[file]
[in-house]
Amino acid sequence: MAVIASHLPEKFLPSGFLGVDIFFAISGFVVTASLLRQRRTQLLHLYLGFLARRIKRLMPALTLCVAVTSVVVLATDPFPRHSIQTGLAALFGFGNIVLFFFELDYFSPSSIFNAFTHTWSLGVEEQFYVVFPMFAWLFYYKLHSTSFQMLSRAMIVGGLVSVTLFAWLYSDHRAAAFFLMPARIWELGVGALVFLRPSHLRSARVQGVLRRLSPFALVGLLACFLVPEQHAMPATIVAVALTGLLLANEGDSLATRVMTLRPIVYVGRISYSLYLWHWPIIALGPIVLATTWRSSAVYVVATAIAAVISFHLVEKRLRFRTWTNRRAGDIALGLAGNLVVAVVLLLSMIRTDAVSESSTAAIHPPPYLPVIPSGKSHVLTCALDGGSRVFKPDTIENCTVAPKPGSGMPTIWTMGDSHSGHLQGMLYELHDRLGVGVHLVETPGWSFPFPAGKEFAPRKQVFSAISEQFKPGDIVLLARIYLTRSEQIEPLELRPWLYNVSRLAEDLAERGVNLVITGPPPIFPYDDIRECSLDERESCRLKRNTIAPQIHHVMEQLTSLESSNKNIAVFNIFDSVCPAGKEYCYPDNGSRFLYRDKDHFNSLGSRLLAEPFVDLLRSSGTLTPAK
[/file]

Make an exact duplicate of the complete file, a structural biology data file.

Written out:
[in-house]
Amino acid sequence: MAVIASHLPEKFLPSGFLGVDIFFAISGFVVTASLLRQRRTQLLHLYLGFLARRIKRLMPALTLCVAVTSVVVLATDPFPRHSIQTGLAALFGFGNIVLFFFELDYFSPSSIFNAFTHTWSLGVEEQFYVVFPMFAWLFYYKLHSTSFQMLSRAMIVGGLVSVTLFAWLYSDHRAAAFFLMPARIWELGVGALVFLRPSHLRSARVQGVLRRLSPFALVGLLACFLVPEQHAMPATIVAVALTGLLLANEGDSLATRVMTLRPIVYVGRISYSLYLWHWPIIALGPIVLATTWRSSAVYVVATAIAAVISFHLVEKRLRFRTWTNRRAGDIALGLAGNLVVAVVLLLSMIRTDAVSESSTAAIHPPPYLPVIPSGKSHVLTCALDGGSRVFKPDTIENCTVAPKPGSGMPTIWTMGDSHSGHLQGMLYELHDRLGVGVHLVETPGWSFPFPAGKEFAPRKQVFSAISEQFKPGDIVLLARIYLTRSEQIEPLELRPWLYNVSRLAEDLAERGVNLVITGPPPIFPYDDIRECSLDERESCRLKRNTIAPQIHHVMEQLTSLESSNKNIAVFNIFDSVCPAGKEYCYPDNGSRFLYRDKDHFNSLGSRLLAEPFVDLLRSSGTLTPAK